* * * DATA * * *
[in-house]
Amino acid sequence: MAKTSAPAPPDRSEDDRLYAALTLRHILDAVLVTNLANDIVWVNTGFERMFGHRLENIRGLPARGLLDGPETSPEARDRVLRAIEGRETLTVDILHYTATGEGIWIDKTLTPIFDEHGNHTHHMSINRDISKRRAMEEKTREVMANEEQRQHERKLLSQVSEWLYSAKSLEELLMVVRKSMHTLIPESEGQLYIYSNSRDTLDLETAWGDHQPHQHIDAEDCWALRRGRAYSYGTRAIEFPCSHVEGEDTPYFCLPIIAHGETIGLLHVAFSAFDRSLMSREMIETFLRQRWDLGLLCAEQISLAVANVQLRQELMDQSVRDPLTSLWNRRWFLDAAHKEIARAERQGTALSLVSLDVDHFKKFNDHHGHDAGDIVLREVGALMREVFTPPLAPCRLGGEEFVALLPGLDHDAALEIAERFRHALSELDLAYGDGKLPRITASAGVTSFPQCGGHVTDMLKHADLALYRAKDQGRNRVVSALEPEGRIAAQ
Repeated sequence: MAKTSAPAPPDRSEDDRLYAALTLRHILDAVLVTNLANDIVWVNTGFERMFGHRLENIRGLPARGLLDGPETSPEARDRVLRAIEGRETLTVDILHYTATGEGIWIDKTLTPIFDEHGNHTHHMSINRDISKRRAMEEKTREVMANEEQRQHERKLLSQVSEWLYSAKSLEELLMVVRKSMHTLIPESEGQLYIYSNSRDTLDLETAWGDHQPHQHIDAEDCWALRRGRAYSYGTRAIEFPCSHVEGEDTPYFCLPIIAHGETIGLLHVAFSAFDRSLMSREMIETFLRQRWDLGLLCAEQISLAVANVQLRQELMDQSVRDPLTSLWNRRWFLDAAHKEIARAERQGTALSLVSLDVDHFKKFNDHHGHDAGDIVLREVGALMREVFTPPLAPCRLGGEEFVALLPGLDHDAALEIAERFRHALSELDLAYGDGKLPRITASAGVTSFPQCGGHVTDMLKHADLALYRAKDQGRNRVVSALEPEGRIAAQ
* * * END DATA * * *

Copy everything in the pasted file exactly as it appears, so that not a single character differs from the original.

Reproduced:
[in-house]
Amino acid sequence: MAKTSAPAPPDRSEDDRLYAALTLRHILDAVLVTNLANDIVWVNTGFERMFGHRLENIRGLPARGLLDGPETSPEARDRVLRAIEGRETLTVDILHYTATGEGIWIDKTLTPIFDEHGNHTHHMSINRDISKRRAMEEKTREVMANEEQRQHERKLLSQVSEWLYSAKSLEELLMVVRKSMHTLIPESEGQLYIYSNSRDTLDLETAWGDHQPHQHIDAEDCWALRRGRAYSYGTRAIEFPCSHVEGEDTPYFCLPIIAHGETIGLLHVAFSAFDRSLMSREMIETFLRQRWDLGLLCAEQISLAVANVQLRQELMDQSVRDPLTSLWNRRWFLDAAHKEIARAERQGTALSLVSLDVDHFKKFNDHHGHDAGDIVLREVGALMREVFTPPLAPCRLGGEEFVALLPGLDHDAALEIAERFRHALSELDLAYGDGKLPRITASAGVTSFPQCGGHVTDMLKHADLALYRAKDQGRNRVVSALEPEGRIAAQ
Repeated sequence: MAKTSAPAPPDRSEDDRLYAALTLRHILDAVLVTNLANDIVWVNTGFERMFGHRLENIRGLPARGLLDGPETSPEARDRVLRAIEGRETLTVDILHYTATGEGIWIDKTLTPIFDEHGNHTHHMSINRDISKRRAMEEKTREVMANEEQRQHERKLLSQVSEWLYSAKSLEELLMVVRKSMHTLIPESEGQLYIYSNSRDTLDLETAWGDHQPHQHIDAEDCWALRRGRAYSYGTRAIEFPCSHVEGEDTPYFCLPIIAHGETIGLLHVAFSAFDRSLMSREMIETFLRQRWDLGLLCAEQISLAVANVQLRQELMDQSVRDPLTSLWNRRWFLDAAHKEIARAERQGTALSLVSLDVDHFKKFNDHHGHDAGDIVLREVGALMREVFTPPLAPCRLGGEEFVALLPGLDHDAALEIAERFRHALSELDLAYGDGKLPRITASAGVTSFPQCGGHVTDMLKHADLALYRAKDQGRNRVVSALEPEGRIAAQ